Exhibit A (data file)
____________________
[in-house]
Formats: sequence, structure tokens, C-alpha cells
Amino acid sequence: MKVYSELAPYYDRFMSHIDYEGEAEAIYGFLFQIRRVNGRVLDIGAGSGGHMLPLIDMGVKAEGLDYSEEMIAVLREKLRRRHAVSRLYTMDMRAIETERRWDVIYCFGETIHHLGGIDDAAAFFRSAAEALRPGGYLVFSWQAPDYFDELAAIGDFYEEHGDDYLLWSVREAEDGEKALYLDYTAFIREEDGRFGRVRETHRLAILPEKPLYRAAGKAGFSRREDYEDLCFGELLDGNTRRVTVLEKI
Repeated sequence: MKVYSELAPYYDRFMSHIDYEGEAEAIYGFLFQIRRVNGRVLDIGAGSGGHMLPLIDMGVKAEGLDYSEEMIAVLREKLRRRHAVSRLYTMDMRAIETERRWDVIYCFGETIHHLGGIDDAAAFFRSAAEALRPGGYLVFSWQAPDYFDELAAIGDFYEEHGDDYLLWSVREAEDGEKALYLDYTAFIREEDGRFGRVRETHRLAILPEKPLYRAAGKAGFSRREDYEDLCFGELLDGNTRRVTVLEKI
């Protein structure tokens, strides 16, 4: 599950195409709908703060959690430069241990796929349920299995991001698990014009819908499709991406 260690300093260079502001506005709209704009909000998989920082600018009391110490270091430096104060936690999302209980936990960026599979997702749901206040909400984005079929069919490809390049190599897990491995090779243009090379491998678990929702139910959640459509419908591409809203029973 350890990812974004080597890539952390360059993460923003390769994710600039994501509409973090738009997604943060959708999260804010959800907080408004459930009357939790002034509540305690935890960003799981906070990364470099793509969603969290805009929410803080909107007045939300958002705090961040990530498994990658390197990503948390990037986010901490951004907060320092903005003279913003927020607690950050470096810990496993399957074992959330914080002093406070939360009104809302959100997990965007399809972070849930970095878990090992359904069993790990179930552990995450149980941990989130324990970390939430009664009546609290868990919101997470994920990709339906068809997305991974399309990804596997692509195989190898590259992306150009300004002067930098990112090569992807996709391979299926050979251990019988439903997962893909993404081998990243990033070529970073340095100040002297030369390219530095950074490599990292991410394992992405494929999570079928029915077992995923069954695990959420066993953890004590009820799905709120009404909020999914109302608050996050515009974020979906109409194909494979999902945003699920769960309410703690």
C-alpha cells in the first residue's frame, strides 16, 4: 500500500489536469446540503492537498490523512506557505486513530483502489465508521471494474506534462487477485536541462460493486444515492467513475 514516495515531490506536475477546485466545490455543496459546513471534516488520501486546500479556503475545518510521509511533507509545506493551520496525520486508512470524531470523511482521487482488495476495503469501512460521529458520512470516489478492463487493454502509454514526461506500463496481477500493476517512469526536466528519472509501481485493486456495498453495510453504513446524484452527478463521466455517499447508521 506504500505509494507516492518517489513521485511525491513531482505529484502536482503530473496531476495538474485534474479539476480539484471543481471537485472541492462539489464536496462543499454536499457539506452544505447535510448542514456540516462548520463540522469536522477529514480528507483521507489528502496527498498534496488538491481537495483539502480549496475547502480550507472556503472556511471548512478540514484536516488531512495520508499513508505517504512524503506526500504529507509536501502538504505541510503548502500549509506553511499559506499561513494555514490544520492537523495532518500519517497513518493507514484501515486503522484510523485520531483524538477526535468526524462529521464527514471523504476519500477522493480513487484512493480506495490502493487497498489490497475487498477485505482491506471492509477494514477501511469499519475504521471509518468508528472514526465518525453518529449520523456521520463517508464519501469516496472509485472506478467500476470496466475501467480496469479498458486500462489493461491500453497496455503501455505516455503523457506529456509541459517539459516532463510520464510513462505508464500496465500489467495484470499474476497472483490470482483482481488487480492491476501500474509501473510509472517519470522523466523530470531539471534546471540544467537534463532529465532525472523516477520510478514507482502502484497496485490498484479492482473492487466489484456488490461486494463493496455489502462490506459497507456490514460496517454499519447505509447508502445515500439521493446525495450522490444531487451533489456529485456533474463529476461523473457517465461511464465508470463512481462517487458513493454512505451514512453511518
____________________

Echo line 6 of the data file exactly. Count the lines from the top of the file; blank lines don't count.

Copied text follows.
C-alpha cells in the first residue's frame, strides 16, 4: 500500500489536469446540503492537498490523512506557505486513530483502489465508521471494474506534462487477485536541462460493486444515492467513475 514516495515531490506536475477546485466545490455543496459546513471534516488520501486546500479556503475545518510521509511533507509545506493551520496525520486508512470524531470523511482521487482488495476495503469501512460521529458520512470516489478492463487493454502509454514526461506500463496481477500493476517512469526536466528519472509501481485493486456495498453495510453504513446524484452527478463521466455517499447508521 506504500505509494507516492518517489513521485511525491513531482505529484502536482503530473496531476495538474485534474479539476480539484471543481471537485472541492462539489464536496462543499454536499457539506452544505447535510448542514456540516462548520463540522469536522477529514480528507483521507489528502496527498498534496488538491481537495483539502480549496475547502480550507472556503472556511471548512478540514484536516488531512495520508499513508505517504512524503506526500504529507509536501502538504505541510503548502500549509506553511499559506499561513494555514490544520492537523495532518500519517497513518493507514484501515486503522484510523485520531483524538477526535468526524462529521464527514471523504476519500477522493480513487484512493480506495490502493487497498489490497475487498477485505482491506471492509477494514477501511469499519475504521471509518468508528472514526465518525453518529449520523456521520463517508464519501469516496472509485472506478467500476470496466475501467480496469479498458486500462489493461491500453497496455503501455505516455503523457506529456509541459517539459516532463510520464510513462505508464500496465500489467495484470499474476497472483490470482483482481488487480492491476501500474509501473510509472517519470522523466523530470531539471534546471540544467537534463532529465532525472523516477520510478514507482502502484497496485490498484479492482473492487466489484456488490461486494463493496455489502462490506459497507456490514460496517454499519447505509447508502445515500439521493446525495450522490444531487451533489456529485456533474463529476461523473457517465461511464465508470463512481462517487458513493454512505451514512453511518